One common subject of humor seen throughout the different decades and publications was jokes that targeted the administration. In particular, these jokes often contained professors as the subject, teasing and lightly mocking their attitudes and the way they run their classes.
These jokes provided a venue for students to voice complaints and criticisms they otherwise would feel barred from doing. Within daily life and in the classroom, the school administration and professors largely hold power and control. However, within these literary publications, the students have control, flipping the dynamic and giving them a space where they can exert power over the administration in language. While students may encounter the dean and other administrative staff frequently, it’s professors who largely see students on an almost daily basis. The abundance of professors as subject matter likely stems from the increased presence they are within student life.
Many of these jokes also seem to be vehicles to voice frustrations and complaints that could receive backlash within the class. Many jokes imply the professor lectures are boring and dull, commenting about how the professors drone on and do not deliver particularly enticing lectures. The frequency of these jokes suggest the commonalities of such feelings, something likely every student has felt at some point in their college career. But, within the classroom there are often few opportunities to voice these concerns and emotions, to change the structure. Even if given the opportunity, there is no guarantee the Professor will take it well or will listen. These literary publications perhaps then provide space where complaints can be voiced and expressed, using humor as a means to reverse the power balance. One such joke appears in the December 1932 issue of the Yowl, with a student heckling a professor in hopes that he will end class early. Many of these jokes likely also do not mean to serve as vehicles to actually change or challenge the structure of classes, but instead, simply allow for a place to vent and laugh at the often tiring academic experience.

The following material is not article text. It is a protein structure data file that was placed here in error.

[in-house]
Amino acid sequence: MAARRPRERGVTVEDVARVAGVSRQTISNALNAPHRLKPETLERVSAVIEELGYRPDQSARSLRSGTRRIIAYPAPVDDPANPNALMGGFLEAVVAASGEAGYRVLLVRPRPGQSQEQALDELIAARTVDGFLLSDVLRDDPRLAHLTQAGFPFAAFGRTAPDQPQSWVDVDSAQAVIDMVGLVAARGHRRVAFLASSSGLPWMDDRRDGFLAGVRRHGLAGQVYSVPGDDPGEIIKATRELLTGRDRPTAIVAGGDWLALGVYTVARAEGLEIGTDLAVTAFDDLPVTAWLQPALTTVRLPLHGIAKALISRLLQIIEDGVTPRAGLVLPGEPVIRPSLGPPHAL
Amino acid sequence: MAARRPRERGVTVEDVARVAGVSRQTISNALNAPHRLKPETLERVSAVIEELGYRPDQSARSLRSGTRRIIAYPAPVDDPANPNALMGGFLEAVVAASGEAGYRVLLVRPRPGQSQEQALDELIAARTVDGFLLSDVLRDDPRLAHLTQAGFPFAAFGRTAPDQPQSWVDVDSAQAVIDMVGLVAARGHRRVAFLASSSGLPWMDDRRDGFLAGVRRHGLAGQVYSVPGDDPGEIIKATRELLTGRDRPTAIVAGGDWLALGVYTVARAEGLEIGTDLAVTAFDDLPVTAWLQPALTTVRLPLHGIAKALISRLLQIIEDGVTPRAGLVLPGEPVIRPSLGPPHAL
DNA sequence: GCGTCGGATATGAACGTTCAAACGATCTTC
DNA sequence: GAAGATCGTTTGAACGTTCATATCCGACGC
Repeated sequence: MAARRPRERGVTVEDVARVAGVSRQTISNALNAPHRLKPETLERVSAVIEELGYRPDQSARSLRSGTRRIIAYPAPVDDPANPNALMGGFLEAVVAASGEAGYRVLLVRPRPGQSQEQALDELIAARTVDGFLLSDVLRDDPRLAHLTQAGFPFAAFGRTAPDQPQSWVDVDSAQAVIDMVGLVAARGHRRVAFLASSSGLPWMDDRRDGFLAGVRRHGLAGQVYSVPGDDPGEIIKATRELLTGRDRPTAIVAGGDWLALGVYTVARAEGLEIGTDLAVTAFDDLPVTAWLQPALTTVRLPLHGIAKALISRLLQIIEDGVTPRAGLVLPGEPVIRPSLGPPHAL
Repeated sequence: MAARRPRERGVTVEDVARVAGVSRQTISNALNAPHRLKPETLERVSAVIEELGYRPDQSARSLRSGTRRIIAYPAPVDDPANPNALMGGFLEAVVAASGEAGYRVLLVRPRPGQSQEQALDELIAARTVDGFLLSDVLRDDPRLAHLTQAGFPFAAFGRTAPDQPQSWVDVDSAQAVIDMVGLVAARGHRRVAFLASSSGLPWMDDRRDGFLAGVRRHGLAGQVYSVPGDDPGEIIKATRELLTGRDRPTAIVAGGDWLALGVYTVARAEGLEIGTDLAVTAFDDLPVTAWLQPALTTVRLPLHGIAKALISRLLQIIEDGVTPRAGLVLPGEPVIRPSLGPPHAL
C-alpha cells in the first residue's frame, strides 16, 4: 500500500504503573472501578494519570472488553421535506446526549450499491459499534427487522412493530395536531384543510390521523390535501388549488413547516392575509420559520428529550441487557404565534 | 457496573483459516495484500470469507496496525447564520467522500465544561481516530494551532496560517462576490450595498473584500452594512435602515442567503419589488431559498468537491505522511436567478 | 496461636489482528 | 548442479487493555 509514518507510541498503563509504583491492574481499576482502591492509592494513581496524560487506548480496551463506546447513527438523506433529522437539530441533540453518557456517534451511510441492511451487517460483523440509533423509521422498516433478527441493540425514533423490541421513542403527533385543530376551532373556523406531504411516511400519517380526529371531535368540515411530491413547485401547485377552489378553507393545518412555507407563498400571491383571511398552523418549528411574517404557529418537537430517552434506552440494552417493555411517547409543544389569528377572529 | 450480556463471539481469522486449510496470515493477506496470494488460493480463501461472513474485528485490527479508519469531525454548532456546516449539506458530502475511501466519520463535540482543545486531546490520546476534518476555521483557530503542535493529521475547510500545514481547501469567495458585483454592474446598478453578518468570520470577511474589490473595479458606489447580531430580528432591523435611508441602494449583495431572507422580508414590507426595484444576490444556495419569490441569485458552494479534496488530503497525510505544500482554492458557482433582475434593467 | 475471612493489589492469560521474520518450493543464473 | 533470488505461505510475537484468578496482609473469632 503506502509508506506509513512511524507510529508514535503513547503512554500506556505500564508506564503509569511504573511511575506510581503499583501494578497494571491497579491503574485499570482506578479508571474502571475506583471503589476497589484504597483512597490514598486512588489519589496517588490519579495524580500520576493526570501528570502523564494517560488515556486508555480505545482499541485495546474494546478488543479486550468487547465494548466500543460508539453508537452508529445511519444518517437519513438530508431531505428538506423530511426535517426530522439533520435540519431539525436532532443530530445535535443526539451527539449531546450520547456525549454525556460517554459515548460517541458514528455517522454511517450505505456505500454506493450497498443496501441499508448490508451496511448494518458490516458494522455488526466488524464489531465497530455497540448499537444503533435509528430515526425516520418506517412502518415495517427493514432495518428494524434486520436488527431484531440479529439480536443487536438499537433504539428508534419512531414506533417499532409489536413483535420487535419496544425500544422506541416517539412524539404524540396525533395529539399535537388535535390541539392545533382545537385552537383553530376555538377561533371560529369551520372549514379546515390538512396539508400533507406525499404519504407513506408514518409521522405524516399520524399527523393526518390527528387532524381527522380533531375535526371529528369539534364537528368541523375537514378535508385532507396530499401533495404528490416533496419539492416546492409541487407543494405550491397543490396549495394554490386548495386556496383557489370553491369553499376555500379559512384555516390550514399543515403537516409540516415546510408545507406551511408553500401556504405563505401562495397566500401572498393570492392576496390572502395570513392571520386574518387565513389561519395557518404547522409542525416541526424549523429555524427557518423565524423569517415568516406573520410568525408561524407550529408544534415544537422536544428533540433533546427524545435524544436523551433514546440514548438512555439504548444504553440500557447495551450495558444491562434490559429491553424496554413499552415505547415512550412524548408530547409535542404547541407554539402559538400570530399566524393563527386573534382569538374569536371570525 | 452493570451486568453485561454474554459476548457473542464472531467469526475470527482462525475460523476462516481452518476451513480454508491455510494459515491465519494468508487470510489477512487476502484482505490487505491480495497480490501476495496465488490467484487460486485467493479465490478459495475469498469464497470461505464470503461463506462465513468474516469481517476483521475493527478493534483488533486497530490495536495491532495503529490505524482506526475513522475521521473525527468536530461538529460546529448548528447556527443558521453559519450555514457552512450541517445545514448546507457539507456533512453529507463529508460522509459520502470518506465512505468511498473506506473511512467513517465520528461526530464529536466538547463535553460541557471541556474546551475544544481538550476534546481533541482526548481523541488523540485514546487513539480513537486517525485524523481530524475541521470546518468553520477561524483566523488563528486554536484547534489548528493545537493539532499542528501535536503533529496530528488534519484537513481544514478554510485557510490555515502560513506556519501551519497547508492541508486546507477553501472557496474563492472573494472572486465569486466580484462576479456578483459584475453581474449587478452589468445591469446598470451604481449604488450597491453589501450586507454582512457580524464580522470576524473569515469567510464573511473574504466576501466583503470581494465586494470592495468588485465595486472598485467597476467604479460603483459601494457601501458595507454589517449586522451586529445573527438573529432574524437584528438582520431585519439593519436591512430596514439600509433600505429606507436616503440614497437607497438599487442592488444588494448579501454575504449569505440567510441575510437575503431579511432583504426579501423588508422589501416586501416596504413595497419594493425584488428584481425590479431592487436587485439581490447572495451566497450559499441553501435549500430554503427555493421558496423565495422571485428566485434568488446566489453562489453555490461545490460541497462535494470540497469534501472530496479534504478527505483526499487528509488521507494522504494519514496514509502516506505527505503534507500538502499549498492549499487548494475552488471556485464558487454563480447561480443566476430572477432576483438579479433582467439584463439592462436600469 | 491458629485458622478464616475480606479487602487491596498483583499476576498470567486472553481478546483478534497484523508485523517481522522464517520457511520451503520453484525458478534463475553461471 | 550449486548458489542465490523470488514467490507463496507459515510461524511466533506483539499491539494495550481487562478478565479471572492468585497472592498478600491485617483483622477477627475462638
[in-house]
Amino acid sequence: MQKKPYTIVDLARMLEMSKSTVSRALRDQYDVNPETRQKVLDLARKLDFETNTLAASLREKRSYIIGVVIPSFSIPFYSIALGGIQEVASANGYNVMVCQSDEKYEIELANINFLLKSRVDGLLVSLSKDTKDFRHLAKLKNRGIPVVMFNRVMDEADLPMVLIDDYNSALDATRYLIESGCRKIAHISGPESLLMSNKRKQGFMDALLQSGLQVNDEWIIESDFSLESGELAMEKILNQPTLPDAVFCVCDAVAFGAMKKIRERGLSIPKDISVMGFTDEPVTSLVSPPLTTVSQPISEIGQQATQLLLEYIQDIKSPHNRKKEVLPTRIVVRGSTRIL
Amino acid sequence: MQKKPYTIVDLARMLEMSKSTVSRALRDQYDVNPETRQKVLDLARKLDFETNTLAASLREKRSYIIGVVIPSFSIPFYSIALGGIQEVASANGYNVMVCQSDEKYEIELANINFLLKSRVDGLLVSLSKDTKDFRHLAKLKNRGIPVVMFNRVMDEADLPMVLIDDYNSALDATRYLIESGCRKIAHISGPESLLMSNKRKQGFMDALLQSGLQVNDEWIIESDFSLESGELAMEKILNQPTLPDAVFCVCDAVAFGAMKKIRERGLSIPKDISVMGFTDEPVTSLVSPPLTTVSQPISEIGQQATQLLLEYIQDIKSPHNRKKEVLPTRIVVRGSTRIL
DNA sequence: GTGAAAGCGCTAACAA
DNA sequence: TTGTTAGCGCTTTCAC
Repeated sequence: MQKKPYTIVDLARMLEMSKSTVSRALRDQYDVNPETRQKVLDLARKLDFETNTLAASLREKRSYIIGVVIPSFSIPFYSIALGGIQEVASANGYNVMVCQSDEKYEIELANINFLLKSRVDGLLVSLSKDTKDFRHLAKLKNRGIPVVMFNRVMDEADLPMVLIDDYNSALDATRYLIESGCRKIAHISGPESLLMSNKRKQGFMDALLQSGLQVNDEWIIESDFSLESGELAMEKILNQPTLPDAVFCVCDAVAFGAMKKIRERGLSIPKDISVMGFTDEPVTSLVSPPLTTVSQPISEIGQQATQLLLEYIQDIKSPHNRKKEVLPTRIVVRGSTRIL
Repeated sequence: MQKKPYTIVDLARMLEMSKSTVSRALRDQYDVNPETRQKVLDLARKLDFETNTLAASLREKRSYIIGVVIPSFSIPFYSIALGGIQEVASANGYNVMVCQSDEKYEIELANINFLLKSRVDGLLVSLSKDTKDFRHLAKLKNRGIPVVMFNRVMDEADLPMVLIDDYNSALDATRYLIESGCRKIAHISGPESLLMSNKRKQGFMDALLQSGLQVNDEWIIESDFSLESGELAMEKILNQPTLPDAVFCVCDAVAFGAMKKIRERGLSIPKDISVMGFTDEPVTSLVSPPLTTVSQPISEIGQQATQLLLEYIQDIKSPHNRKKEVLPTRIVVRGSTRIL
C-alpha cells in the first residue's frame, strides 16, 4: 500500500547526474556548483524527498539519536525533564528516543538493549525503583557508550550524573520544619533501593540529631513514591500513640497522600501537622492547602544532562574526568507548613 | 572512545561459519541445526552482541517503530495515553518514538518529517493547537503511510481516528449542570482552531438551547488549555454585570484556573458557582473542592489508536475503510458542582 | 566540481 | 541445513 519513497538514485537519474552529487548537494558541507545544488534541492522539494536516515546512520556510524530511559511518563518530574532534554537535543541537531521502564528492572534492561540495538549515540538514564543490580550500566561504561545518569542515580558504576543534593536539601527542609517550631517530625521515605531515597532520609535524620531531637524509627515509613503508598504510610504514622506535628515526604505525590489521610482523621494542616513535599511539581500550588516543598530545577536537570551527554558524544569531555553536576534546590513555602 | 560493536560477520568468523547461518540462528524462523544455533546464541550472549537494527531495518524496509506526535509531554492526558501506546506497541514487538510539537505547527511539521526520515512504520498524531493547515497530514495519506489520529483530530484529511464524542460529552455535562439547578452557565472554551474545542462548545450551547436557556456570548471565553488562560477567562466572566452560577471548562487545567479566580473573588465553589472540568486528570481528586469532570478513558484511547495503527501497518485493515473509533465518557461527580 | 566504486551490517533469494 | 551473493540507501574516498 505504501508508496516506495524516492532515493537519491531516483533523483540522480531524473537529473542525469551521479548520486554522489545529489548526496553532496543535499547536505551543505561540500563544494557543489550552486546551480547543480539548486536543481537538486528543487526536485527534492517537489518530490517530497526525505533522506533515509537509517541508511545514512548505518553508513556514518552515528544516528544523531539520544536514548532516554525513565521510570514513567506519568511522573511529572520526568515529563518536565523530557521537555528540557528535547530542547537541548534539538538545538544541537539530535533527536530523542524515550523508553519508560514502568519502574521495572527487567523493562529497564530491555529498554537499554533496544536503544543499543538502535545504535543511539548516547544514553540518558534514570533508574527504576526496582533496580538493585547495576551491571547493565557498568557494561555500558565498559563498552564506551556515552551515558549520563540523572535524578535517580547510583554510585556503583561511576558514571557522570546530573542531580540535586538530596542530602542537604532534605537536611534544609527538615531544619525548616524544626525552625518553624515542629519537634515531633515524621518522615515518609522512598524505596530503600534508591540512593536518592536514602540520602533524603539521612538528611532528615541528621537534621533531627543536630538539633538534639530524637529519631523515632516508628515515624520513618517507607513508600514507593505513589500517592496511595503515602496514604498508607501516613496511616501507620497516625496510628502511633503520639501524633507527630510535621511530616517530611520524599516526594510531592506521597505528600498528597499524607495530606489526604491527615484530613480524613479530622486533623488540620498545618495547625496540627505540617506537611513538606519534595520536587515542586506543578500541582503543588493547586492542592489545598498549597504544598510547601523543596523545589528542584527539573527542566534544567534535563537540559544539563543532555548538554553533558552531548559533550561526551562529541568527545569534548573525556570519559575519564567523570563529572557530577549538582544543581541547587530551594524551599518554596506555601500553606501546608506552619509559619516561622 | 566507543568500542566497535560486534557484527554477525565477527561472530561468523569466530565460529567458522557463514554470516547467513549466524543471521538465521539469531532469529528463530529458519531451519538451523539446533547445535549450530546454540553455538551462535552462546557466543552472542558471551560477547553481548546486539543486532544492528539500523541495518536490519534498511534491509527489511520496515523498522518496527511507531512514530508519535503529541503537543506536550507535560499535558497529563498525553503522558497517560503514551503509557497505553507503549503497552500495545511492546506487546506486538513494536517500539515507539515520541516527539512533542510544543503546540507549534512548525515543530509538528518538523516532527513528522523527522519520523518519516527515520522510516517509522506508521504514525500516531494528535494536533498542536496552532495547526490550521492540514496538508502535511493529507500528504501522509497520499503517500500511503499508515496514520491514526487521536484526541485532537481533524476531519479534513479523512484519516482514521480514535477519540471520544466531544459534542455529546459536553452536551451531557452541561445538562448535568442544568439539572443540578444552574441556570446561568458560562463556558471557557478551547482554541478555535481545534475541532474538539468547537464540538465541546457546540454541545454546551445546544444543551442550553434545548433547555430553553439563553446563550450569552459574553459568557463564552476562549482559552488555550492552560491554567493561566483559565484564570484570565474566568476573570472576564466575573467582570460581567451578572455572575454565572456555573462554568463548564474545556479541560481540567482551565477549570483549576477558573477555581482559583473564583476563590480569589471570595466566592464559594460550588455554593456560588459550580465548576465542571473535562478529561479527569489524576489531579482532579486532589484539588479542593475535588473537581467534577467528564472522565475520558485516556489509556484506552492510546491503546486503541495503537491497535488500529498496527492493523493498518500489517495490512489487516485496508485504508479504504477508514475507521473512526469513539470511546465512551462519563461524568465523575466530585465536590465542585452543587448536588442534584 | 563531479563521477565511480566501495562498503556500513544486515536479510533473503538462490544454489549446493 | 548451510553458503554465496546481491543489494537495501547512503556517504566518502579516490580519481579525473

Jokes about professors often center around a few different themes. Many largely lament the boring and dull nature of many professors’ lectures and classes. Another common brand focus is the idea of an absentminded professor, painting them as slightly socially ignorant despite their intellectual prowess.
One such joke appears in Cap and Bells with a cartoon depicting a professor and his wife gazing at women in the rain with the professor unsure why students are rushing to class, only for his wife to remind him that it is raining. The joke seems to poke fun at professors who don't notice weather conditions and are absent-minded. Several jokes in this vein also seem to imply a self-absorbed attitude since the professors are so caught up in their own knowledge and experience. One joke in the 1933 May issue of the Yowl describes a monologue as "a conversation between a student and a professor". That joke furthers this idea of the professor as out of touch, implying that many will go on and on without actually listening to input from students, likely just wanting to hear themselves talk. Several of the jokes combine these two common themes, pitting the bored and smart-ass student against the intellectual, yet naive professor. The commonality of these themes perhaps indicates that students throughout the early 1900s through 1930s found their professors out of touch. They seem to reflect not just administration vs. student, but the old vs. the young. Many jokes acknowledge their knowledge around the subjects they teach, but emphasize how that does not make them all-knowing or able to always understand their students.
However, these publications were not totally safe from the power of the administration. Caps and Bells ran for only one year, 1923, because its content was deemed controversial. Largely though, unless significant boundaries get crossed, which are not always administrative related, Davidson has left these spaces as a place for students to explore their feelings around the school system.
Davidson College. The Yowl. 1932. 2
Davidson College. The Yowl. 1933. 20